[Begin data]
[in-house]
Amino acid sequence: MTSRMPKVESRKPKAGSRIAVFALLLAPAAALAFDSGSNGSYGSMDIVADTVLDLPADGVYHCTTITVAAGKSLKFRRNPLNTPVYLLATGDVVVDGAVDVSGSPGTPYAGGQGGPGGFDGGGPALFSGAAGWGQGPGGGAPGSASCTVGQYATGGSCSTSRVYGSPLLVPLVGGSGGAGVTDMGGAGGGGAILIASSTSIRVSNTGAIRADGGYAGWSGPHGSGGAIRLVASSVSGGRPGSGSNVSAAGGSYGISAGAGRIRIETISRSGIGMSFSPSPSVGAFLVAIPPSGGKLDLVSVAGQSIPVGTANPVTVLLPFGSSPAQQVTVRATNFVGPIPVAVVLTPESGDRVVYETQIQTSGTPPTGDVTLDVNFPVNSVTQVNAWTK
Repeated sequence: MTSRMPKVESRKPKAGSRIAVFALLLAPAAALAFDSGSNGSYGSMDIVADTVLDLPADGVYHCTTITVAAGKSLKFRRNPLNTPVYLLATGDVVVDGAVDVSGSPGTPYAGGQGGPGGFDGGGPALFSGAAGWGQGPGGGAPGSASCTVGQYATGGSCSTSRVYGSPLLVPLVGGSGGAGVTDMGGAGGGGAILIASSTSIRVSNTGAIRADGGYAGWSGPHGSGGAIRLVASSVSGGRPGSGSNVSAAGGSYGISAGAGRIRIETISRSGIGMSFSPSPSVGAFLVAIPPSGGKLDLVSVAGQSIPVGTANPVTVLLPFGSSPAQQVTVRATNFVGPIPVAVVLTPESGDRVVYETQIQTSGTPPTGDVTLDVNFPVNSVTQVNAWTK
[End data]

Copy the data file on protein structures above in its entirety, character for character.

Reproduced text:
[in-house]
Amino acid sequence: MTSRMPKVESRKPKAGSRIAVFALLLAPAAALAFDSGSNGSYGSMDIVADTVLDLPADGVYHCTTITVAAGKSLKFRRNPLNTPVYLLATGDVVVDGAVDVSGSPGTPYAGGQGGPGGFDGGGPALFSGAAGWGQGPGGGAPGSASCTVGQYATGGSCSTSRVYGSPLLVPLVGGSGGAGVTDMGGAGGGGAILIASSTSIRVSNTGAIRADGGYAGWSGPHGSGGAIRLVASSVSGGRPGSGSNVSAAGGSYGISAGAGRIRIETISRSGIGMSFSPSPSVGAFLVAIPPSGGKLDLVSVAGQSIPVGTANPVTVLLPFGSSPAQQVTVRATNFVGPIPVAVVLTPESGDRVVYETQIQTSGTPPTGDVTLDVNFPVNSVTQVNAWTK
Repeated sequence: MTSRMPKVESRKPKAGSRIAVFALLLAPAAALAFDSGSNGSYGSMDIVADTVLDLPADGVYHCTTITVAAGKSLKFRRNPLNTPVYLLATGDVVVDGAVDVSGSPGTPYAGGQGGPGGFDGGGPALFSGAAGWGQGPGGGAPGSASCTVGQYATGGSCSTSRVYGSPLLVPLVGGSGGAGVTDMGGAGGGGAILIASSTSIRVSNTGAIRADGGYAGWSGPHGSGGAIRLVASSVSGGRPGSGSNVSAAGGSYGISAGAGRIRIETISRSGIGMSFSPSPSVGAFLVAIPPSGGKLDLVSVAGQSIPVGTANPVTVLLPFGSSPAQQVTVRATNFVGPIPVAVVLTPESGDRVVYETQIQTSGTPPTGDVTLDVNFPVNSVTQVNAWTK